The Balding–Nichols simulation results across various levels of population divergence (Supplementary Figure 3) showed that first-generation admixture could be accurately inferred using LEAPFrOG for Fst greater than approximately 0.02. Non-divergent parental admixture is more difficult to predict, and even distantly related populations (Fst=0.1) fail to provide mean admixture proportions of 0.50 in each parent. The simulations across various parental divergences and numbers of SNPs (Table 1) show that 60 000 SNPs provide excellent accuracy in terms of mean squared error for parental divergence, but good results can be obtained with fewer markers, particularly at higher levels of divergence. Confidence interval coverage was poor at the boundary values but good otherwise, with the true parameter value within the 95% confidence intervals in approximately 95% of simulations. Parameter estimates and coverage for offspring admixture were highly accurate (Supplementary Table 1), though confidence intervals appeared slightly conservative when parental divergence was high.

Table 1 Mean squared error (MSE) and confidence interval coverage probability of D estimates for individuals with equal admixture from two simulated source populations (50% from each)


The identification of ethnic or geographic origins has proved useful in some forensic investigations.1 Our method takes this one step further by inferring the origins of the unknown DNA sample’s parents, something not attempted by any of the existing methods for admixture estimation (eg Frappe,12 Structure13 and ADMIXTURE8). Different admixture proportions from multiple source populations are allowed in either parent, thus allowing for complex admixture patterns rather than ‘all-or-nothing’ classification to a single-source population.

Our results demonstrate the efficacy of LEAPFrOG and LEAPFrOG EM for well-differentiated populations, such as Africa and Europe, using genome-wide SNP data; particularly when parents are highly divergent for ancestry. LEAPFrOG EM gave more consistent parental admixture estimates than LEAPFrOG, underlining the potential utility of pre-phased data. However, neither method was able to accurately identify first-generation admixture events between China and Japan, showing that parental ancestry prediction may be hard to achieve when the source populations are closely related.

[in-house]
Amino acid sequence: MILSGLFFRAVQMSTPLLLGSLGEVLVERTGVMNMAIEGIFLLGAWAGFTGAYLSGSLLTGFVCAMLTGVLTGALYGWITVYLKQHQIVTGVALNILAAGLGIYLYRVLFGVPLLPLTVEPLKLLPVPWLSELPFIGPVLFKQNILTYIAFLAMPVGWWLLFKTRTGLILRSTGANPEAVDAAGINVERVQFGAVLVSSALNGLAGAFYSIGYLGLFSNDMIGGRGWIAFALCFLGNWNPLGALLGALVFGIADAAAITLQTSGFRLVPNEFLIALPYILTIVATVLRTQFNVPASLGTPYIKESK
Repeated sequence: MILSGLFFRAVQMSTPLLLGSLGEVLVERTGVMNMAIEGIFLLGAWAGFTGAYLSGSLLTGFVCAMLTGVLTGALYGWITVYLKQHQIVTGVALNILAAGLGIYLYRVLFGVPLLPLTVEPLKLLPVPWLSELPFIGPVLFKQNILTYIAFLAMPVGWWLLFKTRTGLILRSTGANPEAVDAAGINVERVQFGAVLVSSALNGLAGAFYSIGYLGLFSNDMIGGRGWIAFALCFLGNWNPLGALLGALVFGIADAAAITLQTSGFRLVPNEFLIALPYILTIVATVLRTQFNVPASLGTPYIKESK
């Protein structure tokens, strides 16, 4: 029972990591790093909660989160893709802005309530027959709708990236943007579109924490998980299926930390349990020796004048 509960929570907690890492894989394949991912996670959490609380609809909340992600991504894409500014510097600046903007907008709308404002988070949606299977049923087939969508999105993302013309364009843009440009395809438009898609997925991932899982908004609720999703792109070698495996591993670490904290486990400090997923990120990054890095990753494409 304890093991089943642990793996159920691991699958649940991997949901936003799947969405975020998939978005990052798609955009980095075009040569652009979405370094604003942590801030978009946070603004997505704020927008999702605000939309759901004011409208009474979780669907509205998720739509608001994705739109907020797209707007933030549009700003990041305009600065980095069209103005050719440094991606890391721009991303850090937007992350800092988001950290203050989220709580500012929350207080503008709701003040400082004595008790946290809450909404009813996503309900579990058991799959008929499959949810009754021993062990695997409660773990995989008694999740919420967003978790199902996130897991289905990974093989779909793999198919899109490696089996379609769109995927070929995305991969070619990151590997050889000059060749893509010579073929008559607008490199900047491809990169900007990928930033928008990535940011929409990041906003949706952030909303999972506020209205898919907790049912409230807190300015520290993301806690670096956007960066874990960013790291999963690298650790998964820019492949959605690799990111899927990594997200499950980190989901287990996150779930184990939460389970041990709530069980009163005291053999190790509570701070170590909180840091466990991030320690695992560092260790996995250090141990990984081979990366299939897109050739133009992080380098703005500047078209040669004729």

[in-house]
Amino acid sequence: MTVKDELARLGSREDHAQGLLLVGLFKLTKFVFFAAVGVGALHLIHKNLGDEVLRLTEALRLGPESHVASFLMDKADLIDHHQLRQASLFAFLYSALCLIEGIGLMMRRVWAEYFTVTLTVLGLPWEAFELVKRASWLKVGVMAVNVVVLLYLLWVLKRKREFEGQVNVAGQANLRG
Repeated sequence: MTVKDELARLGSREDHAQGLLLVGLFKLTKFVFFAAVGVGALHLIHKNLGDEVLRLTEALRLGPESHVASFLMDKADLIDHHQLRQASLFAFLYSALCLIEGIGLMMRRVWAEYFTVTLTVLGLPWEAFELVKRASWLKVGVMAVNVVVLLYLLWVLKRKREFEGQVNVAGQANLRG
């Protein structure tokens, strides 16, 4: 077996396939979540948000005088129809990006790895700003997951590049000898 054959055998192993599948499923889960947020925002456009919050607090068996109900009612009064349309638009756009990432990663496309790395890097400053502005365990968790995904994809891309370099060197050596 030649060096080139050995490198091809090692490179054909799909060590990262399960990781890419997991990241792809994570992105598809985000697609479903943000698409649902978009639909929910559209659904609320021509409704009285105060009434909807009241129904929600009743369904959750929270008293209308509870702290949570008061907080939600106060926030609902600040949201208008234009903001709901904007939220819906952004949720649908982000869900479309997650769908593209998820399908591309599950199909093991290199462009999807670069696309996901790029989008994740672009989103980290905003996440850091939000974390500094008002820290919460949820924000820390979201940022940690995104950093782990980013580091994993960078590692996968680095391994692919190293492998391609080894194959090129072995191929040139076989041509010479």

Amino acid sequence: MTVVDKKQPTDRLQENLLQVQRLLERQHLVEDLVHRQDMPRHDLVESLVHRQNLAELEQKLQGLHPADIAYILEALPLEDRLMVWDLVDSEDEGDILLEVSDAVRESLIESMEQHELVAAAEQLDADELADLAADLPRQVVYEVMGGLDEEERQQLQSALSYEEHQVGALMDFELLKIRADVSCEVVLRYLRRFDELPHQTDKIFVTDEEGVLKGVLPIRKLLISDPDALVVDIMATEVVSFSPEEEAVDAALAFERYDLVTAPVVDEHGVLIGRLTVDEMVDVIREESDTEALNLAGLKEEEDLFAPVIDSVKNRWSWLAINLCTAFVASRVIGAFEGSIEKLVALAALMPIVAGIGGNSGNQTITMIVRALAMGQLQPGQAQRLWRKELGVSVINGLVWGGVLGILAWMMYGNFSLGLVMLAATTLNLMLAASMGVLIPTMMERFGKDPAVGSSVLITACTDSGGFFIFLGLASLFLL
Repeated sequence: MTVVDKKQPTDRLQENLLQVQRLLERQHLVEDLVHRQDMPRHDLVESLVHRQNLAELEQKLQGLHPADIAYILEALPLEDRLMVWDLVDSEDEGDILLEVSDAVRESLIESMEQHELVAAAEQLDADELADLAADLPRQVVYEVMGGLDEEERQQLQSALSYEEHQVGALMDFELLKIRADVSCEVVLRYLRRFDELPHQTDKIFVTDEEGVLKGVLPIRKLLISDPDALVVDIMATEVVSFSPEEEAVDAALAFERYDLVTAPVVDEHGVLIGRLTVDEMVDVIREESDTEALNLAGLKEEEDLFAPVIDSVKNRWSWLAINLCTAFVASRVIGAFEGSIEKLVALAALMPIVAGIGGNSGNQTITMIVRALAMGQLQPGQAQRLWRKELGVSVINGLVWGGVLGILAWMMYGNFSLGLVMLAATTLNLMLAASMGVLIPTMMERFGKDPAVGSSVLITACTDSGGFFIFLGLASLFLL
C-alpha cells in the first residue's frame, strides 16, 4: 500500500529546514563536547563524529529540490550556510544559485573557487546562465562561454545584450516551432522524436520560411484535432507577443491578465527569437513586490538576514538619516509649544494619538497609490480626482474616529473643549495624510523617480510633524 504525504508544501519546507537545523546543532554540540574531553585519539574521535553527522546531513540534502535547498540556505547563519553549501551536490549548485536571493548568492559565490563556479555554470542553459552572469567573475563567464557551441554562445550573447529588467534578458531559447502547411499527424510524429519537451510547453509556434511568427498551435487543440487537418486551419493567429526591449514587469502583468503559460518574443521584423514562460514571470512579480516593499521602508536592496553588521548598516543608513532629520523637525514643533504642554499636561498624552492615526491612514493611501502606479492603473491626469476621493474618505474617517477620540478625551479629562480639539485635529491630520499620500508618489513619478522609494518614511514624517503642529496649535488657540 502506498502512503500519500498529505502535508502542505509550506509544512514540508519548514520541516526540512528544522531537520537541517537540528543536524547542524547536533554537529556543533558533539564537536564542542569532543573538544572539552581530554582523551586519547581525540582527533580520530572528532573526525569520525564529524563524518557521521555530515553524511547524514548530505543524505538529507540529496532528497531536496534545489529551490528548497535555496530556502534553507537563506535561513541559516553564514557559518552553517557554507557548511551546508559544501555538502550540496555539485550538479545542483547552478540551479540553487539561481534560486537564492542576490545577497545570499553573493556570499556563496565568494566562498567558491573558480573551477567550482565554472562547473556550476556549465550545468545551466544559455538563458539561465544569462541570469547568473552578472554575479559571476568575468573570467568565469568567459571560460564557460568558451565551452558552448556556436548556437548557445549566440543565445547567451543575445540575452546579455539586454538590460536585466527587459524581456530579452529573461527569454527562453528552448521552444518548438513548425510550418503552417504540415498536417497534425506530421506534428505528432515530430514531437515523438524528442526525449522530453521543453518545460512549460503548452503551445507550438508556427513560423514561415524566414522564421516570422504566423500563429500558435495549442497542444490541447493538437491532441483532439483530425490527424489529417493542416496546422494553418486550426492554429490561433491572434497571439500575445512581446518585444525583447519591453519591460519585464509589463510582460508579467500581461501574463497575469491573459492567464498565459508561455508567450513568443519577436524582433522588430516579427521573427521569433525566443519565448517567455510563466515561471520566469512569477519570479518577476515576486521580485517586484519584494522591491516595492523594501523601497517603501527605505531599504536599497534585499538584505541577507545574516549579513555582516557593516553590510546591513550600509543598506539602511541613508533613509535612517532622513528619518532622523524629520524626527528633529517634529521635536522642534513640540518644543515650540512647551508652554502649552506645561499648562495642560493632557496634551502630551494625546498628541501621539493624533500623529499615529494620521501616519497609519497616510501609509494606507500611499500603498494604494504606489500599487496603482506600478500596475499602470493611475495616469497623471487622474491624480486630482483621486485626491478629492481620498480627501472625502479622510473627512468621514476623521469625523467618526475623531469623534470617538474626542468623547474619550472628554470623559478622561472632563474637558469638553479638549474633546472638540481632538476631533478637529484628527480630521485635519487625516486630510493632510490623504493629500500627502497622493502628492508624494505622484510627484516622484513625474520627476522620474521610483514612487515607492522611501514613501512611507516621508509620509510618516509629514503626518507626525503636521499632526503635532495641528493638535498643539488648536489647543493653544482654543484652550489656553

Comparison of parental admixture predictions from their observed genotypes with those from the genotypes of their offspring, using the 11 African-American trios, suggest a reasonable ability to estimate parental admixture proportions using offspring data alone (Figure 2, Supplementary Figure 2). LEAPFrOG estimates for all 83 African-Americans reveal extensive diversity in both offspring admixture and parental admixture divergence. Three individuals were predicted to have a considerable East Asian component (Figure 1c), the most likely explanation of which is Native American ancestry, as this population would be most similar to JPT/CHB among the source groups. LEAPFrOG EM detected greater African admixture divergence between parents than LEAPFrOG, demonstrating the advantages conferred by phase information when the admixture is complex. However, phased data in these applications should be treated with care, as existing statistical phasing methods assume a simple population history at odds with the complex admixture patterns being investigated here. This obstacle should be removed by the advent of experimentally determined phase from single-molecule sequencing technology.14

Balding–Nichols simulations indicated that accurate LEAPFrOG prediction of first-generation admixture with genome-wide microarray panels may be possible with Fst as low as 0.01, the same as between Latvia and Spain,15 two widely spaced European countries. The sampling error (n=200 for each source population) had a considerable effect on prediction when Fst <0.03, suggesting that our results for JPT/CHB (combined n=170) admixture might have been more accurate if larger samples were available. The Fst between these populations is 0.0069.16